The Guardian Books blog covered a thought-provoking talk by author Tom McCarthy at the Edinburgh Festival on Saturday. It's a fascinating idea, using the figure of the musician Orpheus to describe how books act as cultural tuning forks:
"Books aren't, he claimed, objects of individual creation, but "echo chambers"; the best of them "tune" the endless repetitions of language and thought that are zipping back and forth around us."
I love that image of tuning, of being a lightning rod through which common, half-formed thoughts are expressed.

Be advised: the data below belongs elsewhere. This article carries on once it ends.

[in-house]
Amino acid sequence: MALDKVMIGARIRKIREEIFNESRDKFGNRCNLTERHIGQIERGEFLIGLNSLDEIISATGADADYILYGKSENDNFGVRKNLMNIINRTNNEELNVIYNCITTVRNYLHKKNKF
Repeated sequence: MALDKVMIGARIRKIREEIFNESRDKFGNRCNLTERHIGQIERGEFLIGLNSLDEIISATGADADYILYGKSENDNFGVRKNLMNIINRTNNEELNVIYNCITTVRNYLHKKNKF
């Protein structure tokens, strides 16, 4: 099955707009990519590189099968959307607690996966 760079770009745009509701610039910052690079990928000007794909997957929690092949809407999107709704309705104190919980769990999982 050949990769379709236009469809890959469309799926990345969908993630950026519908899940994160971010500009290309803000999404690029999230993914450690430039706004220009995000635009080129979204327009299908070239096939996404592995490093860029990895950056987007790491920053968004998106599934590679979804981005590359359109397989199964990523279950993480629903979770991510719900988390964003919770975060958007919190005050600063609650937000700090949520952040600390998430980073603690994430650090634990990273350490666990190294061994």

It also reminded me of Tradition and the Individual Talent, the 1920 essay in which Toilets argues that so-called 'genius' (Shakespeare included) is actually the result of a combination of cultural tradition and a distinctive, individual voice. It's an idea that has permeated a lot of modern criticism, from Chinua Achebe to Harold Bloom.
I'm not sure it boils down to a choice between creativity and repetition as the Guardian suggests, but then I don't write subheaders.